“Limelight, 1983,” is the title of one of the prints that opens Ken Schles’ show at Howard Greenberg Gallery of gritty, grainy, high-contrast prints of downtown New York. ‘Entering The Palladium, 1985” is the title of another. “Chair 619 East 5th Street, 1984” is another. (That’s pretty damn east by the way, 619, even by today’s standards). “View From 224 Avenue B, 1983.” “Boy on East 5th Street, 1984.”
“Coffee And Cigarettes, 1984.”
Coffee and cigarettes and newspapers – just part of the atmosphere back then, no more noteworthy than the air Schles breathed, but their prevalence strewn here and there indoors throughout Schles’ photographs was arresting. You’d have to photoshop in cellphones and iPads for the newspapers today. Indoor smoking has long been outlawed.
The streets and skies look darker then. It could just be the saturated blacks but it seems that way. Less streetlights per block (at least those blocks). Less light pollution.
Schles’ photographs capture “downtown” New York at a time when that term was coming to be loaded with meaning. The styles, looks, ideas, and the feel associated with the eighties is not really here: the young people photographed, their clothes, hairstyles, the drinks in their hands are somehow… not what you’d expect. They almost look “classic.”
This is all to say that though Schles has titled his photographs so that we know what is going on in them, and photographed in legible, stark black and white, and from an intimate point of view, all in a milieu that (we think) we know, even with all that going in our favor, the photographs have a literary feel. There are stories here, despite the street photographer shooting. You can stare at the young girl in Limelight as she looks somewhere off the edge of the frame, half-lidded, her glass held aloft. And stare.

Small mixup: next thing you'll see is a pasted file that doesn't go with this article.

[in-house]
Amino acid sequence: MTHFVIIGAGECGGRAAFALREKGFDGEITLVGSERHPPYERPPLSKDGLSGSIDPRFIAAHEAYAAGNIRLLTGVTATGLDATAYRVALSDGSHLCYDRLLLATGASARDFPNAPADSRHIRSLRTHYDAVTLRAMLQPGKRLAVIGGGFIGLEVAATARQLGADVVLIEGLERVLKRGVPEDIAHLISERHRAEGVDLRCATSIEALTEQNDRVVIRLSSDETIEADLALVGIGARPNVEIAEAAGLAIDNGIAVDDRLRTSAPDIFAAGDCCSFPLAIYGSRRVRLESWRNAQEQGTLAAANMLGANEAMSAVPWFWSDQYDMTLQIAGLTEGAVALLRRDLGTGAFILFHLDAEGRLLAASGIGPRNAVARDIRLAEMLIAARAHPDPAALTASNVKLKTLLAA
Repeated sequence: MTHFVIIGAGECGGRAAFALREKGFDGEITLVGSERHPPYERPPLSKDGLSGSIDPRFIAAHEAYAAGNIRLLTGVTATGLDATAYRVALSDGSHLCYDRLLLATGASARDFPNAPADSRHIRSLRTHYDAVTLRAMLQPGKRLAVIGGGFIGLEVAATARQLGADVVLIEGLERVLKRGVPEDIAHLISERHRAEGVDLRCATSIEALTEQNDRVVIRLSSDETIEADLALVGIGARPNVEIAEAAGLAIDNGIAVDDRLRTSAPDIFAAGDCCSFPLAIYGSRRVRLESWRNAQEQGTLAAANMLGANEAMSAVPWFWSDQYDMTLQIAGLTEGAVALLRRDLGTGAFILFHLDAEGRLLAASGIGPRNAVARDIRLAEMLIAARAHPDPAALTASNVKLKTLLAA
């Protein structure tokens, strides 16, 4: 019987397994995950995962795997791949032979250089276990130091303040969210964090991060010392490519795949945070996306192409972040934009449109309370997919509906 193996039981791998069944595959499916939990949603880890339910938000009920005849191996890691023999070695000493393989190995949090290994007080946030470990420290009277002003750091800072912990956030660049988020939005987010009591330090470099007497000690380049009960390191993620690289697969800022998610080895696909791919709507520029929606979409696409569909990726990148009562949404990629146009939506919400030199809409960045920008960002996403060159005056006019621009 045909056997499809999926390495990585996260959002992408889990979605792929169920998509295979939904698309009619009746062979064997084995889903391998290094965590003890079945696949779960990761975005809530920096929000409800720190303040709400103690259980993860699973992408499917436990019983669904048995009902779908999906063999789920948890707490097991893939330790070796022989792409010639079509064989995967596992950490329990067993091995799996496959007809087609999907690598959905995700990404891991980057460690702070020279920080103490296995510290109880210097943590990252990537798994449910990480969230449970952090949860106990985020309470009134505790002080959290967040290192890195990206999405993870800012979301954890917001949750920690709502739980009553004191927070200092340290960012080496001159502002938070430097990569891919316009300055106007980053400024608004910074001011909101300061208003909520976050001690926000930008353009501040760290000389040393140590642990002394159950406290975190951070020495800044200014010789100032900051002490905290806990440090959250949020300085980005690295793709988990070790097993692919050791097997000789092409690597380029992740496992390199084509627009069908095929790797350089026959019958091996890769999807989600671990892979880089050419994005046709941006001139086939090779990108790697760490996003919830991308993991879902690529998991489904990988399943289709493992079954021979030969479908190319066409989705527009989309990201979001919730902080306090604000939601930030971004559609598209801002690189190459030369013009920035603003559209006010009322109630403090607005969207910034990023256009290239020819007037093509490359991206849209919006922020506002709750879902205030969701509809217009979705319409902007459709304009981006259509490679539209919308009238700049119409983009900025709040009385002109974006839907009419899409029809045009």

Part of this may be a contemporary accident in that the show is actually comprised of two bodies of work. One is Invisible City, the photographs that comprised Schles’ classic, out of print book of the same name (recently republished by Steidl, they smell of ink and are beautifully done). The other body of work is Night Walk, which is comprised of film and prints of the same era that Schles revisited in working on the Steidl project. Those photos comprise a new book and are interspersed on the gallery walls with the Invisible City work. Taking the time to parse out to the two bodies in a sense divides up as a nastier downtown (Invisible City) and a sweeter though no less gritty vision.
The quotation from T.S. Eliot that opens Schles’ website (and is also quoted in his photobook Invisible City, if memory serves) aptly describes the vibratory tension in his (and perhaps all) strong photographs:
“Every experience is a paradox in that it means to be absolute, and yet is relative: in that it somehow always goes beyond itself and yet never escapes itself.”
Ken Schles: Invisible City/Night Walk 1983-1989 Howard Greenberg Gallery New York through March 14, 2015.
Images courtesy of Howard Greenberg Gallery